I have a test for attentive wine service in a restaurant. I stretch out my hand to pick up the bottle from the table or from an ice bucket close by, but before I can grasp it, the sommelier is there. (You might argue that we should never get to the stage at which I feel the need to refill the glass, of course, but sometimes it might not be immediately obvious.) If the sommelier arrives after I have poured the wine and says reproachfully, allow me, as he puts the bottle back, he has failed the test.
I agree with Frank Prial, who wrote some wonderful articles in the New York Times years ago, arguing that he felt proprietary towards a bottle he had ordered in a restaurant and would prefer to be allowed to pour his own—my particular beef is when too much wine is poured; my companion, the Anima Figure, does not like to drink too much, but I find it embarrassing to continually stop sommeliers from over filling her glass—but I view having complete control of the bottle as a lost cause. (Frank Prial said, “The days of wine rituals are coming to an end. And as Ko-Ko says in ‘The Mikado’: ‘And they’ll none of ’em be missed; they’ll none of ’em be missed’,” but I think he was overly optimistic.)
The situation is usually more easily controlled with red wine, which is most often left on the table, than with white, when the ice bucket is not necessarily within reach. But whether the wine is red or white, I believe that if a sommelier is going to put the bottle somewhere out of my reach, he has created an obligation absolutely to be there the moment my glass is empty. Alas this does not always happen.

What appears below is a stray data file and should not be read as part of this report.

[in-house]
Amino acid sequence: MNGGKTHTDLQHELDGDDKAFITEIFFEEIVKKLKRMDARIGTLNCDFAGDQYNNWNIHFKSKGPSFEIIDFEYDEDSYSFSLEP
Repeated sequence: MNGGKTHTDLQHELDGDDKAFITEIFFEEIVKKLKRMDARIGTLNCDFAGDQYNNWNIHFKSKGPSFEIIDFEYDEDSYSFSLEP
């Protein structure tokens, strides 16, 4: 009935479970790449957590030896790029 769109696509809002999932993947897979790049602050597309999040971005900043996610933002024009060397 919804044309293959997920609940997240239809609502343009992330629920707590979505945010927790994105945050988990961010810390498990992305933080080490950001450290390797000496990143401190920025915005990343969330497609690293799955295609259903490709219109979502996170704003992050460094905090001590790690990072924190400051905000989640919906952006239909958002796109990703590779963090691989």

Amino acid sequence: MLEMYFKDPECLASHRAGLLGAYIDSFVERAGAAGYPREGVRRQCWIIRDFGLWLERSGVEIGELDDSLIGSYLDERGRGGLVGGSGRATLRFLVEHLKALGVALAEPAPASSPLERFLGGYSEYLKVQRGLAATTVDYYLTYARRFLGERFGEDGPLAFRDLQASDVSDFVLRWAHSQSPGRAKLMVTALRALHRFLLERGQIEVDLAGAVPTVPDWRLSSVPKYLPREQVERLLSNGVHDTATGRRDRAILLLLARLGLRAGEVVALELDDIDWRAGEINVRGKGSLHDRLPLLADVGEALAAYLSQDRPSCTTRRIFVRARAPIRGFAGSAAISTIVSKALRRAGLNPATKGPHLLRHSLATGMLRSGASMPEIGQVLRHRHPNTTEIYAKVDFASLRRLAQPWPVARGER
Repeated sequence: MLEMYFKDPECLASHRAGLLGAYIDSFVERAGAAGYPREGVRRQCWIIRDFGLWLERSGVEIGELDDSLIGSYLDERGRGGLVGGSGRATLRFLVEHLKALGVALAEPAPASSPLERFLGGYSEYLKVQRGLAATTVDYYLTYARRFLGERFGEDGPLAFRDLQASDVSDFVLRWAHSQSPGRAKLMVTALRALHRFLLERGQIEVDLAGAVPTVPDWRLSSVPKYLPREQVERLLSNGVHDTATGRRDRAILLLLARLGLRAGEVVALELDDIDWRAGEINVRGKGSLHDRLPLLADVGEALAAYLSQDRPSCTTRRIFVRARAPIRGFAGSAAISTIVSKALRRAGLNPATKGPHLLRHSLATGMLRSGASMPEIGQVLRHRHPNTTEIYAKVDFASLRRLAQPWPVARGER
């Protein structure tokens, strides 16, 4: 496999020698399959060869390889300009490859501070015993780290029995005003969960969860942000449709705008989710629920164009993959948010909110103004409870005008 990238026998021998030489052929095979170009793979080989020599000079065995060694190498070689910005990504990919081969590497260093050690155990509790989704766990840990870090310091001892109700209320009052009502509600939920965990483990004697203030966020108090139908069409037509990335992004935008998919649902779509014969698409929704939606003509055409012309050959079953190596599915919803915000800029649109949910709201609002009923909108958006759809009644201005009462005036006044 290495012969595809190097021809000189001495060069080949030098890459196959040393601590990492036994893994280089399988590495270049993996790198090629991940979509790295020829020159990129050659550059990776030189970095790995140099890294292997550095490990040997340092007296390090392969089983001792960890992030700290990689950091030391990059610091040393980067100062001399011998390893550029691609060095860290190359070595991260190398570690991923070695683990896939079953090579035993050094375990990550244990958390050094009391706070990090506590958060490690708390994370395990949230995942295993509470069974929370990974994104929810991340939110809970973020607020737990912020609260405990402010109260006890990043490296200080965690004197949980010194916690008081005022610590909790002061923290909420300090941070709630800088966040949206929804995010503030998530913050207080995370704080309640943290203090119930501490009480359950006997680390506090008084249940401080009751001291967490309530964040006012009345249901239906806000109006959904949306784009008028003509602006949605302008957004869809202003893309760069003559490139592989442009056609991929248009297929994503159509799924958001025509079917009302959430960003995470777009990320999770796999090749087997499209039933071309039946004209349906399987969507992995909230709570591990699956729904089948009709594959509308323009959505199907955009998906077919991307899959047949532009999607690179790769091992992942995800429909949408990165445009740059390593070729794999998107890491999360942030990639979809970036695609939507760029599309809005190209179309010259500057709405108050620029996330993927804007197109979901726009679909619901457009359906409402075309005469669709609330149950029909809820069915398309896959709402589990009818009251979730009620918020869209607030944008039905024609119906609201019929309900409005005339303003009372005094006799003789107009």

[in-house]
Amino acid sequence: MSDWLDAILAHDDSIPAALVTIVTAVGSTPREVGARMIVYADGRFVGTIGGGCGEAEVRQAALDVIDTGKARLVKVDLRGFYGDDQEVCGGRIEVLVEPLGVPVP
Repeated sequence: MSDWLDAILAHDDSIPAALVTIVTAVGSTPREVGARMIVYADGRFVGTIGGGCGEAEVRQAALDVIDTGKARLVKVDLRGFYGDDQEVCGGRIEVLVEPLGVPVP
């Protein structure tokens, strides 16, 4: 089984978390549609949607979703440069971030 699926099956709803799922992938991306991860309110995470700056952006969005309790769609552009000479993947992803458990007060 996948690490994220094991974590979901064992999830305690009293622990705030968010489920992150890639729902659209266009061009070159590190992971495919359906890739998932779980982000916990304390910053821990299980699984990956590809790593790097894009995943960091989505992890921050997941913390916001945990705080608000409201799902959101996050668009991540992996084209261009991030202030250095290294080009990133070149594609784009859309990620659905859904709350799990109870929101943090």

At one famous restaurant not a million miles from Mâcon, I had two contradictory experiences of brilliant wine service and falling down on the job. I ordered a bottle of Leflaive’s Puligny Montrachet, Clavoillons premier cru. The sommelier came back to say they had run out—but offered the Les Pucelles premier cru from the same vintage at the same price. This was an extremely handsome offer as the price of Pucelles on the list was double that of Clavoillons. This is really harking back to old values, I thought, these days they would more often come back and say, sorry, you’ll have to choose something else. But then during the dinner, my glass ran out, without a sommelier in sight. Against the protestations of my companion, I walked over to the ice bucket a few feet away, collected the bottle and poured us both wine, and then returned the bottle. No one noticed, even when I repeated the performance a little while later.
It’s an affectation to put the bottle where the customer can’t reach it. An equal affectation is not to put any salt on the table. Since individual tastes for salt vary so widely, it is impossible to predict who will or will not want it. Just as with wine, if the salt isn’t within reach, the restaurant has created a burden for itself, but I can’t count how often a hot course has been put on the table, lovingly described by the waiter to the point of listing all the ingredients—but then the moment you actually come to taste it, all the waiters have disappeared, and where is the salt? I feel like the King and the Dairymaid: “All I want is a little bit of butter with my bread.”
So make up your minds, restaurateurs. Either make sure the wine is always in reach and put salt on the table, or train your staff to be absolutely sure that someone is watching every table every single second.